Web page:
I have special gratitude for:

  • Rick Plaut, my co-founder who’s calm presence and worldly wisdom was by my side for every rip and rise of the rollercoaster ride.
  • Jim Stanczak, who invested his incredible mind into every one of our experiments to make Launch413 scalable.  
  • Our board of advisors: Ali Usman, Randy Krotowski, and Eddie Binder.
  • And the entrepreneurs and mentors that make up our community.

3 thoughts on “Postmortem of Launch413

  1. Paul,
    Thanks for the honest self reflection (and applied math). You are an entrepreneur’s entrepreneur. Great effort, great, outcome (galvanized experience). Good fortune on future endeavors!

  2. Kate Putnam

    Hi Paul,
    One of the things I learned in setting up a program last year is that when things are given away for free, people come to expect that they shouldn’t have pay for them, even with phantom stock. Even if what you are offering is better, the buyer/founder may not be able to distinguish between consistently good advice and less useful advice.
    What worked was finding the one mentor that could fill a void or knew enough about what the founder needed to know at that point in time to build a trusted relationship. Mostly that meant combing my network outside of western MA to find that right mentor. I felt bad about going far afield but it made sense to get the founder just what was needed in the moment. Our founders are diverse in their businesses and there are not many previously successful founders with just the right expertise locally. I noticed that the right mentor for the immediate need changes fairly quickly, so six months with one person seemed like the right amount of time.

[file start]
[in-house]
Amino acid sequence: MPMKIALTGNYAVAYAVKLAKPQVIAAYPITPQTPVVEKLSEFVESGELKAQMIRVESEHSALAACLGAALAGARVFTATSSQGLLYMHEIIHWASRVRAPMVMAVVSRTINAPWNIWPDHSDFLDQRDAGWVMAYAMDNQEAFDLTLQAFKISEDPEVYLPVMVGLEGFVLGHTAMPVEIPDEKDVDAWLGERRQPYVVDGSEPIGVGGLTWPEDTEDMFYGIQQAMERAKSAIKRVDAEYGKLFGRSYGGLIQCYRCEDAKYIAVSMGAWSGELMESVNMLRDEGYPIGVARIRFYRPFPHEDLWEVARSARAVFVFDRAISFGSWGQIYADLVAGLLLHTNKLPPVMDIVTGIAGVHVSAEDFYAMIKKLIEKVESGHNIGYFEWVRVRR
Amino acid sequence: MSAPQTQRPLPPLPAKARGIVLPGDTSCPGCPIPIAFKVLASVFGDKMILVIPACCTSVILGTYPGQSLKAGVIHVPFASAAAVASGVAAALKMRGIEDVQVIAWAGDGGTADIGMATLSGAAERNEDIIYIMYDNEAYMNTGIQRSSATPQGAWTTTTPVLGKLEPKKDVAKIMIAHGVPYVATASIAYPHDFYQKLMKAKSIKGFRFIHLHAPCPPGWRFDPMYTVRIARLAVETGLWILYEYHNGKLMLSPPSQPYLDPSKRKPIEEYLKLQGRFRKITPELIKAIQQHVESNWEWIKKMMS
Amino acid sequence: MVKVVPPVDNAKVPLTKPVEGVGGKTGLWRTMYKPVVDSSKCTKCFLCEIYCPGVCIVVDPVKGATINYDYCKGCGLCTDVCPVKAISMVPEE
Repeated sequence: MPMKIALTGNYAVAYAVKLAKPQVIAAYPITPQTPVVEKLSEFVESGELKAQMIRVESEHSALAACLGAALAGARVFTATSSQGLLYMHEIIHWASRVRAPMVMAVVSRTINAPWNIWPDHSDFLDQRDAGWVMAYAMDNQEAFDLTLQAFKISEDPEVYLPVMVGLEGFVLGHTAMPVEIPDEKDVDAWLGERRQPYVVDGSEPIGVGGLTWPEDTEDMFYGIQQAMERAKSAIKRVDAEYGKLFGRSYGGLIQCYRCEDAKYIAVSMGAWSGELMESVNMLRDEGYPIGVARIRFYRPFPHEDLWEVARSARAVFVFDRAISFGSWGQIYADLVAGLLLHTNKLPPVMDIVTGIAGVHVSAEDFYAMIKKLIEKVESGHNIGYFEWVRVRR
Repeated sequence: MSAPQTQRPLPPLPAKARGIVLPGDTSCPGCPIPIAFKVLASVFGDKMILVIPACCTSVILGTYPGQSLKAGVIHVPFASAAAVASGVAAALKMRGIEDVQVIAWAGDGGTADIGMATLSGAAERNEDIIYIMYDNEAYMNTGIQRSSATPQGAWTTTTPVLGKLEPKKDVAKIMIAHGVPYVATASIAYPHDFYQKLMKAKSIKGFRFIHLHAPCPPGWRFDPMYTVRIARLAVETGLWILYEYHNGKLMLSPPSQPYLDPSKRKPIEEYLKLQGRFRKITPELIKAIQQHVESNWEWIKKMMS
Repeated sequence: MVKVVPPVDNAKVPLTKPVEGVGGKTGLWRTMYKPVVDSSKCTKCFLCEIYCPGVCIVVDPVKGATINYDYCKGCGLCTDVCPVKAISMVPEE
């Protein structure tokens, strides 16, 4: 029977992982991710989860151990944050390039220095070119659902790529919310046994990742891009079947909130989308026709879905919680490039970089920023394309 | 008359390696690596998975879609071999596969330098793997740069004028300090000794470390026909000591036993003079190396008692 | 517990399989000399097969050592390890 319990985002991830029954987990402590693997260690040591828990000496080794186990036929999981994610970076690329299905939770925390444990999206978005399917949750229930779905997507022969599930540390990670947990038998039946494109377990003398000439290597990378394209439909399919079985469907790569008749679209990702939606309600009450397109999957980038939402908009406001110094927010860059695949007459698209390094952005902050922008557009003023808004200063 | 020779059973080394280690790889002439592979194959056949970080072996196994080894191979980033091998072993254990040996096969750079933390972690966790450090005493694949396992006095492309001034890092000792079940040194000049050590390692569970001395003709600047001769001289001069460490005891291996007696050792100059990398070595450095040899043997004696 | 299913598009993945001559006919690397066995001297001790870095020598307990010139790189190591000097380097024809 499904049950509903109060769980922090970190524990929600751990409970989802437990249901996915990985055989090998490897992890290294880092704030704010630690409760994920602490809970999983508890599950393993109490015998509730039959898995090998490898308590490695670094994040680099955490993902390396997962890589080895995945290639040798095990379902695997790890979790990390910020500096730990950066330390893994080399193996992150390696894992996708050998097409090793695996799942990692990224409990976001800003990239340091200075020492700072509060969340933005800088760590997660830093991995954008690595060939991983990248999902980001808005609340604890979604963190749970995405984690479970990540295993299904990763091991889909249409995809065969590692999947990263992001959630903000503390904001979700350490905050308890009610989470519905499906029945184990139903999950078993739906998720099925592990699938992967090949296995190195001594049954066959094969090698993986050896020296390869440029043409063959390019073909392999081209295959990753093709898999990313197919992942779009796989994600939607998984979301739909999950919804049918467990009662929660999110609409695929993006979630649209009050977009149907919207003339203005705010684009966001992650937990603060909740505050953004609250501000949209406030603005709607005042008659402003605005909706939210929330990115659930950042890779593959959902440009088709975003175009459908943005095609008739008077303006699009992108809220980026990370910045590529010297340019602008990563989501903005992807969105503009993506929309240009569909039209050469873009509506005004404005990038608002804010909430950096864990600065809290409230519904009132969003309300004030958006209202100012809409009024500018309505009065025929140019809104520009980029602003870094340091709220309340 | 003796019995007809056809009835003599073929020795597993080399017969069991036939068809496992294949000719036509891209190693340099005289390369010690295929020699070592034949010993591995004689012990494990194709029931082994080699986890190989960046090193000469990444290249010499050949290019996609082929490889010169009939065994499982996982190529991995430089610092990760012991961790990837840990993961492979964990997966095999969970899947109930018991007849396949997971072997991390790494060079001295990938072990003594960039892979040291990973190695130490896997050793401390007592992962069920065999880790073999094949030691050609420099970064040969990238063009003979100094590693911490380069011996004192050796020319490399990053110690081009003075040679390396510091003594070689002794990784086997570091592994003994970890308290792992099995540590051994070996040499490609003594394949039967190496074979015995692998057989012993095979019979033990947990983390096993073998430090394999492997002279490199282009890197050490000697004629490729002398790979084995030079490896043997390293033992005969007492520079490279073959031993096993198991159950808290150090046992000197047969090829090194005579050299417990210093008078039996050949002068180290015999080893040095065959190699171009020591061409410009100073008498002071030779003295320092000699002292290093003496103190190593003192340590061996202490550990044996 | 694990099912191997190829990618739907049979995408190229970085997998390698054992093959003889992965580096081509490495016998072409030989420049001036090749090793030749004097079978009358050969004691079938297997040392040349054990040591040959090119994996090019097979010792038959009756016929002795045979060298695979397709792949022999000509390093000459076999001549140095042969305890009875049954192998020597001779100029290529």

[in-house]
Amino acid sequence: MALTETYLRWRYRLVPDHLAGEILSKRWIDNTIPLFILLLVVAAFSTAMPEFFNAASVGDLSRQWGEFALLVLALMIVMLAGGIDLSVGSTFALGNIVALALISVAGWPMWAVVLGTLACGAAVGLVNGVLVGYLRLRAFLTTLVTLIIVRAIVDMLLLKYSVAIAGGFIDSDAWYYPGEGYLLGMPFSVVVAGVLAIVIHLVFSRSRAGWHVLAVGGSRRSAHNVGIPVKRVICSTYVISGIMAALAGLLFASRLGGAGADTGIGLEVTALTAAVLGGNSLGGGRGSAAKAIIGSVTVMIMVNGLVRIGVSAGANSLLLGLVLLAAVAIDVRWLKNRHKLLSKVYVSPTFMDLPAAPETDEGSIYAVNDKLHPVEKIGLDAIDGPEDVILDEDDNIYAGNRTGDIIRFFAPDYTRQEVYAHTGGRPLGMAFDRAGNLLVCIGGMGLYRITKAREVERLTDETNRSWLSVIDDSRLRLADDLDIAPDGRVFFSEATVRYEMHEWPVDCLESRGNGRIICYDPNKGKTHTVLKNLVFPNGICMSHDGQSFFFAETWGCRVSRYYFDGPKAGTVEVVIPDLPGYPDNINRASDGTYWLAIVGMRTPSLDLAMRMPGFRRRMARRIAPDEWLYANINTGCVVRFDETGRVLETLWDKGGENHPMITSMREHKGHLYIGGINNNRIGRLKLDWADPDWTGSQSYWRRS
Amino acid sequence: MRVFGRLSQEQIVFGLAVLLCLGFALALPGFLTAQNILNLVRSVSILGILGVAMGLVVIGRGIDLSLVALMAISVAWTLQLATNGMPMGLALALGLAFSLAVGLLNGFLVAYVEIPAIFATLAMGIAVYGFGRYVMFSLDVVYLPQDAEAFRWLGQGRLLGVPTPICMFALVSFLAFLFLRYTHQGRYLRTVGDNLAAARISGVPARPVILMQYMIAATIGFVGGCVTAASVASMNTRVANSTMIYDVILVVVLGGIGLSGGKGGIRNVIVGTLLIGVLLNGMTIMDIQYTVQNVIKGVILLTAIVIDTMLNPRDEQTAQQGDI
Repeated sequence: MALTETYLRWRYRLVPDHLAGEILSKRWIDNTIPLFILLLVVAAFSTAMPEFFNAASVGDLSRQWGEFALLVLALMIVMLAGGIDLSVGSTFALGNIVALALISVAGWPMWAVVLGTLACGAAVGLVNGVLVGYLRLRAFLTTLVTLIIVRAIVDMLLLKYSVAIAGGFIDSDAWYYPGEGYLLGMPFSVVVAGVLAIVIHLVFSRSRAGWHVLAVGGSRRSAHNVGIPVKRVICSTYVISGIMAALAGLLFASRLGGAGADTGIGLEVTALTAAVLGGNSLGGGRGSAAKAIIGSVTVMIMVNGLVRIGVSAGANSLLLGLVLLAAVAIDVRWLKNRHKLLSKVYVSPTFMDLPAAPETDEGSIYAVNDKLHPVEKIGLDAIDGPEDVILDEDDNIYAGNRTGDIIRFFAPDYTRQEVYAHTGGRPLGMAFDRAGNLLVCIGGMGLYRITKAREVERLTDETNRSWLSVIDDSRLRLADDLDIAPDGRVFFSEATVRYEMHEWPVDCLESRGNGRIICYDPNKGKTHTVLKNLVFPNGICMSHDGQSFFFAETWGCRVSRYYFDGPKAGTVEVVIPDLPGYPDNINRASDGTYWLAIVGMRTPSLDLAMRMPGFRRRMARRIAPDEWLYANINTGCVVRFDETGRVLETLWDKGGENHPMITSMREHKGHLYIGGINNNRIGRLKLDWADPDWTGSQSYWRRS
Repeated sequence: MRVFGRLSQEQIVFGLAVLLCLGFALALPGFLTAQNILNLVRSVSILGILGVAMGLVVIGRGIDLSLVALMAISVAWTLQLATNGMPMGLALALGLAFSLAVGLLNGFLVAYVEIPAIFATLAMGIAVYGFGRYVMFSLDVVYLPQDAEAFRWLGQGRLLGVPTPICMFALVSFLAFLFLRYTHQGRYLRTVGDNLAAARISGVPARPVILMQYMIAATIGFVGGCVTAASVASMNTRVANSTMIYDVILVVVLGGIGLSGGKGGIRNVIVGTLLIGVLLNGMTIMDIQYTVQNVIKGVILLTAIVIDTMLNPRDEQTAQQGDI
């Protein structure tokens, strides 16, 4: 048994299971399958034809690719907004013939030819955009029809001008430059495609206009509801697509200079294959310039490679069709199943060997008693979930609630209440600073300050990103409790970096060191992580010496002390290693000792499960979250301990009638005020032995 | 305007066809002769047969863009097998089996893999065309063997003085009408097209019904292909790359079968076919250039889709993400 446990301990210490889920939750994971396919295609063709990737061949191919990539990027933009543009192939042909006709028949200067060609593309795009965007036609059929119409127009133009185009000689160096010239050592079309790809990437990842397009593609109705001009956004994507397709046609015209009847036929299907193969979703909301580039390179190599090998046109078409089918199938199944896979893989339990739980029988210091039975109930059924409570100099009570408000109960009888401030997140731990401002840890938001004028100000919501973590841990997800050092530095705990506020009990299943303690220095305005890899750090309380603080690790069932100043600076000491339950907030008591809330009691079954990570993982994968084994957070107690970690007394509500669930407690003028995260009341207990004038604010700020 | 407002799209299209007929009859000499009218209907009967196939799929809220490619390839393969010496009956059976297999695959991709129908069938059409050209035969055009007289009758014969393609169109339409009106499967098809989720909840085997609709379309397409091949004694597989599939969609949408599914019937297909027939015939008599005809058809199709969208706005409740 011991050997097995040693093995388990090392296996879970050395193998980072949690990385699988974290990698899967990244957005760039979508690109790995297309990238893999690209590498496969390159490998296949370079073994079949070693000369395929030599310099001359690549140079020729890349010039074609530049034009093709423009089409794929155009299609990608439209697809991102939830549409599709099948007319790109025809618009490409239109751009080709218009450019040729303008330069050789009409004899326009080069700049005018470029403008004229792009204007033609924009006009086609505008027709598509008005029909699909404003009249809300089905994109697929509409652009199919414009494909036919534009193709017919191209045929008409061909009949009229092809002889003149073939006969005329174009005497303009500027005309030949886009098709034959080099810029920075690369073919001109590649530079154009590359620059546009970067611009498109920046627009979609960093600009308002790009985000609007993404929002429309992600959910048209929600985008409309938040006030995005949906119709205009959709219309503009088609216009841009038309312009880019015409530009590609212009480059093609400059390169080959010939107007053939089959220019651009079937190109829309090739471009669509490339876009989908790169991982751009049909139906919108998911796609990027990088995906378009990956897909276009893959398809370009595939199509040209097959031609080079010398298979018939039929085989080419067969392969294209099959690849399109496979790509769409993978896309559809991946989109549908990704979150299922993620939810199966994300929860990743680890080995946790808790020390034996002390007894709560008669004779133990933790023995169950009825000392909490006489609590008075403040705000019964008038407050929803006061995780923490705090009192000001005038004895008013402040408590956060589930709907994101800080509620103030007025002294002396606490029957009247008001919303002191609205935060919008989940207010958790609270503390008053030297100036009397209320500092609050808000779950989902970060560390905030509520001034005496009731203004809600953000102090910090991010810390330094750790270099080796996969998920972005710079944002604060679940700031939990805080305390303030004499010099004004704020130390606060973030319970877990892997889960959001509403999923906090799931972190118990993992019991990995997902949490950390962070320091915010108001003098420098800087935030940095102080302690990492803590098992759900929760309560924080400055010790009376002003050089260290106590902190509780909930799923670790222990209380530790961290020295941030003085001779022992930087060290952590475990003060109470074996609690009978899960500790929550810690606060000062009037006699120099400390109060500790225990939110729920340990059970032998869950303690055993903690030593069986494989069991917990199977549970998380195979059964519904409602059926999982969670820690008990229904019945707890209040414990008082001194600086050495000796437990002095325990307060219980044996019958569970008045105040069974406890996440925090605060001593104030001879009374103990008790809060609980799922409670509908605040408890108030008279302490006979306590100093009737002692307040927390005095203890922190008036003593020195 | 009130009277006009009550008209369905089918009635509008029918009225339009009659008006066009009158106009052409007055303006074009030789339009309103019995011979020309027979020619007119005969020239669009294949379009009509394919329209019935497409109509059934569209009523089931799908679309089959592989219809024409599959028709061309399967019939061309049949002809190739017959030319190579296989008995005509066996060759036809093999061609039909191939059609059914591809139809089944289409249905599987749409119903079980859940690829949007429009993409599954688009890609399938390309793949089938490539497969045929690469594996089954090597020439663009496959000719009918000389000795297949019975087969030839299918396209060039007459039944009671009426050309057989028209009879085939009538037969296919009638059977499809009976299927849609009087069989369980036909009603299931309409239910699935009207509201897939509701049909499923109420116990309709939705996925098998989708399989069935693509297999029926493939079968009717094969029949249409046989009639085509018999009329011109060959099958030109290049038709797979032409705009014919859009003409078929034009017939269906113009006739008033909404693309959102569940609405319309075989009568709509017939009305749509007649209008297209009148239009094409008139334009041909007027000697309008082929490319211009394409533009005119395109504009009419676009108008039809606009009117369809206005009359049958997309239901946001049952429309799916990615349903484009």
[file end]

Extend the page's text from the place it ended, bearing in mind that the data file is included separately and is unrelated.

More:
The last thing is that reputation makes a big difference. That is built over time and with success. I am sorry you didn’t get to the proof point. Western MA needs more than it has of both successful entrepreneurs and those that can support the ecosystem.